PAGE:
Sunday, March 4, 2018

24-26 February 2018: Spring is springing!

We've had some less-than-ideal weather lately, with freezing rain and a fair bit of wind. My studded tires are fine on ice, but it's the other road-users I'm worried about! Then weekend of the 24-25th was pretty breezy, so I did a quick birding trip around town and then worked so I could take Monday off. 

The quick trip involved a stop at the Onalaska Cemetery, which hosts a variety of conifer trees that are otherwise very scarce locally - thus there's the potential for some locally interesting birds. The Pine Siskins were singing up a storm - the first time I'd heard them sing this year. Then of course there was a male singing away in our yard when I got home! 

Pine Siskin modeling the abundant spruce cones at the Onalaska Cemetery
I picked up one first-of-green-year species at the cemetery: Golden-crowned Kinglet (#45). Then I swung by Irvin Fishing Hole on the Mississippi River - there's not usually a lot of waterbirds at that spot, but it was one of the only patches of open water in the area. That day there were three Hooded Mergansers (#46). 

The weather was a whole lot nicer on Monday. Temperatures got up into the 40s F, it was sunny, and there was only a light breeze. I headed out for a longer trip to the agricultural area around the town of Trempealeau. We'd gotten about an inch of snow on Saturday, which was still blanketing the fields, but the roads were (mostly) clear for biking. I was hoping the snow would push birds out onto the roads. I feel like a broken record when I keep saying that I'm looking for Snow Buntings and Lapland Longspurs and Northern Shrikes... but I'm still looking! They'll all leave for the year in another month or so, so if I don't break the pattern and find them soon, I'll have to wait and try again in the fall. 

Horned Lark picking seeds off a weed in a soybean field. Weeds are important!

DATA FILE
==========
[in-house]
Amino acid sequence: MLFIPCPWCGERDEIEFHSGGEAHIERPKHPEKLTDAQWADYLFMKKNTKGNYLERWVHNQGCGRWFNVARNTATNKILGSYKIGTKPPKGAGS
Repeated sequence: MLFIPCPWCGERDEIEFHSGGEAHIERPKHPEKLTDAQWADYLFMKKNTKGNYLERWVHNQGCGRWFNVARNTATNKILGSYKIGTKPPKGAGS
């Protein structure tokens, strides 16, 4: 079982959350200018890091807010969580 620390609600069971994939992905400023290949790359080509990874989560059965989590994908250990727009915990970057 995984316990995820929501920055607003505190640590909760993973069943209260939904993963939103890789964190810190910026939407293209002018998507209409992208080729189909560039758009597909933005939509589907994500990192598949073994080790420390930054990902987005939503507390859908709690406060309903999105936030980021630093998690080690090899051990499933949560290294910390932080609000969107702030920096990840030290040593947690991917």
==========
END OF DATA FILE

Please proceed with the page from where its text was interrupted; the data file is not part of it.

In the meantime - spring sprung! I biked around the fields for a few hours, and by the time I started heading home, all the snow had melted. FOGYs included Canada Goose (#47), Killdeer (#48; a new spring arrival), lovely views of a male Northern Harrier (#49), and Eastern Bluebird (#50). When I was nearly home, a Ring-billed Gull (#51) flew over, looking forlornly at the ice-covered lake (or maybe I was the one looking forlornly at it...). Gulls pretty well clear out of here for the winter, unlike other, more fortunate areas of Wisconsin, so a gull is definitely a sign of spring.

I don't really have a sense for how quickly I "need" to be accumulating species this year. Last year (my first year here) I birded only occasionally until later in March. There are lots of common species that I'm not too worried about adding as soon as possible - I'm more worried about those darn buntings and longspurs! Still, it was nice to break 50.

This trip was 46 miles in total, which was about double the length of any other ride I've done this year. I bike almost every day (14 miles round-trip to work in addition to birding), but longer rides are definitely a different beast. The route was almost entirely flat, so I knew I could make the distance. I'm still getting used to my new bike, which I got last October, and figuring out how to make it work over longer distances. Biking has never hurt my back before, but that's becoming an issue on long rides on this bike, so I'll have to work on my riding position and see what I can do about that! Otherwise, I felt fine but tired when I got home - the headwind on the way home was annoying, but never so bad that I wasn't sure whether I would make it! Definitely nice to finally get out for a good long ride.


  1. Sore back/knee - might try lowering your saddle 1/4" Ross

    1. Thanks so much for the suggestion, Ross - I know nothing about back pain on bikes because I've never had to deal with it before. I had a knee problem (top of knee) in the past where a saddle that was too low was a contributing factor, so I'm always afraid to lower my saddle. Definitely worth a try in this case, though - thanks!